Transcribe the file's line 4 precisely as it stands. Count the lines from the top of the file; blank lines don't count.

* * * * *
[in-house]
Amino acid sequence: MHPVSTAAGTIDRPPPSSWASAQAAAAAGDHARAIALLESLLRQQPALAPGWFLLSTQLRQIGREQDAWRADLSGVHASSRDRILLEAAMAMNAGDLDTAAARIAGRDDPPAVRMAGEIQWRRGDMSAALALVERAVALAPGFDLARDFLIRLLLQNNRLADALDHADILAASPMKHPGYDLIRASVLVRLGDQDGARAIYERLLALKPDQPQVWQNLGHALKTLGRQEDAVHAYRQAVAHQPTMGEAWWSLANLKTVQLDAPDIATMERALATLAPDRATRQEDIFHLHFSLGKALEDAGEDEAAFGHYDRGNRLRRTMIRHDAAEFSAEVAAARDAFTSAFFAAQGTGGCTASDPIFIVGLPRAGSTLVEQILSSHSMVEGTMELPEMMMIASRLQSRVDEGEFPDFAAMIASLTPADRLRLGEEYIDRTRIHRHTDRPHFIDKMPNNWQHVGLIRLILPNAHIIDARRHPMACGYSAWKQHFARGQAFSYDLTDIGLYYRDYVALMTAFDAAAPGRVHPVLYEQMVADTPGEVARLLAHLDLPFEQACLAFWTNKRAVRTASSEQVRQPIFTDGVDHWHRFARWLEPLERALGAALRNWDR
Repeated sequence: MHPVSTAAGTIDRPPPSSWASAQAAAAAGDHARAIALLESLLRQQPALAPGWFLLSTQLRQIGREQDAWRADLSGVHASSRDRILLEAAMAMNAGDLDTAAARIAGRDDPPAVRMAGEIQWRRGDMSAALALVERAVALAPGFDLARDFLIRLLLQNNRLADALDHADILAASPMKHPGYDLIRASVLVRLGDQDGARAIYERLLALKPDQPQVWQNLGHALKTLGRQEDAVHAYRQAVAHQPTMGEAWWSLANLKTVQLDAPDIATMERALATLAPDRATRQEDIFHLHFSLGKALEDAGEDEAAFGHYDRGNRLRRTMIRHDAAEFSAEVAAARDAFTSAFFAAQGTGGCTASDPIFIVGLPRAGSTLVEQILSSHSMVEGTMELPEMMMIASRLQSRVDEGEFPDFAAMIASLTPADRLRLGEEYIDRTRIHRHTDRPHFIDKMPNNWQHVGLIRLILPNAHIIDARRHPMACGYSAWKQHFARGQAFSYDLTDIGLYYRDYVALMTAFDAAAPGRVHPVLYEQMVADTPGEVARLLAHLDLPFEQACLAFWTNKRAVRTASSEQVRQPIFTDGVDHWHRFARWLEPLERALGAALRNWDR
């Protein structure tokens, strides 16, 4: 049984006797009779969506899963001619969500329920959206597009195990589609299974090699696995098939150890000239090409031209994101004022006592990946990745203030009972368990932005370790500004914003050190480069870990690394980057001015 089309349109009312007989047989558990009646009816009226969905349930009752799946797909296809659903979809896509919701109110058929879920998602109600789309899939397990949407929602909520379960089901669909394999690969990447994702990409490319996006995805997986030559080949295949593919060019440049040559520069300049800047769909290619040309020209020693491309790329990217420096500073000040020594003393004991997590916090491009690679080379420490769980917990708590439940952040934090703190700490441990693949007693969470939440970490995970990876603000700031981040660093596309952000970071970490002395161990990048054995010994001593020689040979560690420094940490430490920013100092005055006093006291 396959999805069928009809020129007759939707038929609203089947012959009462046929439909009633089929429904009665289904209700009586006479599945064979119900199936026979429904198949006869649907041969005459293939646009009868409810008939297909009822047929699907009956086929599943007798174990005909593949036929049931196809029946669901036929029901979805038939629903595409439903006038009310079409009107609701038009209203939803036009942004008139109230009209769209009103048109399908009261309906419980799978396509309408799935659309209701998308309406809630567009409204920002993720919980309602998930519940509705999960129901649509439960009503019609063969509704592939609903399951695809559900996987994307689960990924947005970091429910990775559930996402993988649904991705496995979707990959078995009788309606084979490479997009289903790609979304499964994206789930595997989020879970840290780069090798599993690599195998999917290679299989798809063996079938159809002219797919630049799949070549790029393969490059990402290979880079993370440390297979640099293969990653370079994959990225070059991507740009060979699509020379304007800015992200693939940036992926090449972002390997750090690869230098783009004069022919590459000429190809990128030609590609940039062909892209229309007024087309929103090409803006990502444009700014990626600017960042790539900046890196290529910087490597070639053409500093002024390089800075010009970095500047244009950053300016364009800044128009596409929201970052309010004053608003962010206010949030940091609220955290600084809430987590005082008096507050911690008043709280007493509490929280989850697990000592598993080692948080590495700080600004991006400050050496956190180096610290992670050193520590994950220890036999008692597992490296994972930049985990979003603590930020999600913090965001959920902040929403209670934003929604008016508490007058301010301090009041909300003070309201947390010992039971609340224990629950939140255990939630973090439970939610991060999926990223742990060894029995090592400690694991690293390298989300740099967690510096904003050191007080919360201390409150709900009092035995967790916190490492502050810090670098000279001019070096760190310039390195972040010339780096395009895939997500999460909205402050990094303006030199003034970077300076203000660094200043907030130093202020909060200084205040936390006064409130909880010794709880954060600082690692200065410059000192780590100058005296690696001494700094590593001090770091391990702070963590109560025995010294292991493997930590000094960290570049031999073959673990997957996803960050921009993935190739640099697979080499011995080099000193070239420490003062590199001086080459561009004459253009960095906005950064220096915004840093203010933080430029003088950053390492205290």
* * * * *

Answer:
């Protein structure tokens, strides 16, 4: 049984006797009779969506899963001619969500329920959206597009195990589609299974090699696995098939150890000239090409031209994101004022006592990946990745203030009972368990932005370790500004914003050190480069870990690394980057001015 089309349109009312007989047989558990009646009816009226969905349930009752799946797909296809659903979809896509919701109110058929879920998602109600789309899939397990949407929602909520379960089901669909394999690969990447994702990409490319996006995805997986030559080949295949593919060019440049040559520069300049800047769909290619040309020209020693491309790329990217420096500073000040020594003393004991997590916090491009690679080379420490769980917990708590439940952040934090703190700490441990693949007693969470939440970490995970990876603000700031981040660093596309952000970071970490002395161990990048054995010994001593020689040979560690420094940490430490920013100092005055006093006291 396959999805069928009809020129007759939707038929609203089947012959009462046929439909009633089929429904009665289904209700009586006479599945064979119900199936026979429904198949006869649907041969005459293939646009009868409810008939297909009822047929699907009956086929599943007798174990005909593949036929049931196809029946669901036929029901979805038939629903595409439903006038009310079409009107609701038009209203939803036009942004008139109230009209769209009103048109399908009261309906419980799978396509309408799935659309209701998308309406809630567009409204920002993720919980309602998930519940509705999960129901649509439960009503019609063969509704592939609903399951695809559900996987994307689960990924947005970091429910990775559930996402993988649904991705496995979707990959078995009788309606084979490479997009289903790609979304499964994206789930595997989020879970840290780069090798599993690599195998999917290679299989798809063996079938159809002219797919630049799949070549790029393969490059990402290979880079993370440390297979640099293969990653370079994959990225070059991507740009060979699509020379304007800015992200693939940036992926090449972002390997750090690869230098783009004069022919590459000429190809990128030609590609940039062909892209229309007024087309929103090409803006990502444009700014990626600017960042790539900046890196290529910087490597070639053409500093002024390089800075010009970095500047244009950053300016364009800044128009596409929201970052309010004053608003962010206010949030940091609220955290600084809430987590005082008096507050911690008043709280007493509490929280989850697990000592598993080692948080590495700080600004991006400050050496956190180096610290992670050193520590994950220890036999008692597992490296994972930049985990979003603590930020999600913090965001959920902040929403209670934003929604008016508490007058301010301090009041909300003070309201947390010992039971609340224990629950939140255990939630973090439970939610991060999926990223742990060894029995090592400690694991690293390298989300740099967690510096904003050191007080919360201390409150709900009092035995967790916190490492502050810090670098000279001019070096760190310039390195972040010339780096395009895939997500999460909205402050990094303006030199003034970077300076203000660094200043907030130093202020909060200084205040936390006064409130909880010794709880954060600082690692200065410059000192780590100058005296690696001494700094590593001090770091391990702070963590109560025995010294292991493997930590000094960290570049031999073959673990997957996803960050921009993935190739640099697979080499011995080099000193070239420490003062590199001086080459561009004459253009960095906005950064220096915004840093203010933080430029003088950053390492205290």